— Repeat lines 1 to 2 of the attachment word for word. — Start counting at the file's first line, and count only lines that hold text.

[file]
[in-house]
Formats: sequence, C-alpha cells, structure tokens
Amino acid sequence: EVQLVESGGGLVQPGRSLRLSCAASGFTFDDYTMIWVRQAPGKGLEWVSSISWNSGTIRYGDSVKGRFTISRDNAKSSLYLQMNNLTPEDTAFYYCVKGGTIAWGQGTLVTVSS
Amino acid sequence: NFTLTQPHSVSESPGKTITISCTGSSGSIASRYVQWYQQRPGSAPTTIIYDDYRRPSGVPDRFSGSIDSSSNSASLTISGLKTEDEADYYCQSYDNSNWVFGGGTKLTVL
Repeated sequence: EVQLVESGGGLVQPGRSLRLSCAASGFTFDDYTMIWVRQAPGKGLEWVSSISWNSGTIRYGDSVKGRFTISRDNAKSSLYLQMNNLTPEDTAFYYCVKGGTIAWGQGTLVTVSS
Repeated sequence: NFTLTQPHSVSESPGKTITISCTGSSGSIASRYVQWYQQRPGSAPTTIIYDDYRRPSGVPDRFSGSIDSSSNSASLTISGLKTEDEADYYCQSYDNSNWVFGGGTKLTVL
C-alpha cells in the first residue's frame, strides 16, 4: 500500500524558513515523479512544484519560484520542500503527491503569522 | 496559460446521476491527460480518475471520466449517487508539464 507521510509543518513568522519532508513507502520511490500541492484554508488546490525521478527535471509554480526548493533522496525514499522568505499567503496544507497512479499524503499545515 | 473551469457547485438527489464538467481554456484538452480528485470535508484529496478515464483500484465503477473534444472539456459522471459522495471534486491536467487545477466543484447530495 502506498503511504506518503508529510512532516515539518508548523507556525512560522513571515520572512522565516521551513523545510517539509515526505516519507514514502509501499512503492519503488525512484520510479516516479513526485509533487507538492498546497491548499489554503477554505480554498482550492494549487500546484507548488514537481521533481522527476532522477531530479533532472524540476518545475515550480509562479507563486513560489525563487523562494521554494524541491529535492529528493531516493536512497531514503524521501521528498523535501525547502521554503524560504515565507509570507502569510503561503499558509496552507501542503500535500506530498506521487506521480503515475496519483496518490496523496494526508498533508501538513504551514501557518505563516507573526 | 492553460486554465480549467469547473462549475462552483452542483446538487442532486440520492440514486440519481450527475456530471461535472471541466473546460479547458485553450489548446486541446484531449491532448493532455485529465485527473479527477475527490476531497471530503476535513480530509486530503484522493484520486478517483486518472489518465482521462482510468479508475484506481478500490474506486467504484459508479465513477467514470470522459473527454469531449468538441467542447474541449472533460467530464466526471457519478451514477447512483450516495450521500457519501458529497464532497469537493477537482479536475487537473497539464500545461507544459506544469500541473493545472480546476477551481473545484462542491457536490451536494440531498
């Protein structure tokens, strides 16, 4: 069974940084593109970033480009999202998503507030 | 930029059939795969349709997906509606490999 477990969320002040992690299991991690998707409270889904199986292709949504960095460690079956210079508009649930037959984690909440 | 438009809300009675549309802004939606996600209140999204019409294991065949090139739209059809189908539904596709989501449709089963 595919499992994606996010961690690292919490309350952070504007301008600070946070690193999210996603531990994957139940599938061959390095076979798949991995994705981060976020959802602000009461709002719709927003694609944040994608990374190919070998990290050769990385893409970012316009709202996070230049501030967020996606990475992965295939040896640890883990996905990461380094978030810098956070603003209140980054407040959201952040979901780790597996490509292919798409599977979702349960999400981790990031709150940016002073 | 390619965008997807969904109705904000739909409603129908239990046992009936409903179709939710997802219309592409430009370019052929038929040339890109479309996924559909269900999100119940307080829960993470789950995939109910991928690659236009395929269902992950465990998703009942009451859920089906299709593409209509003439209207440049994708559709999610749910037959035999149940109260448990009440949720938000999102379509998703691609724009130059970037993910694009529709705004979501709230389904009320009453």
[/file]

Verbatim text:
[in-house]
Formats: sequence, C-alpha cells, structure tokens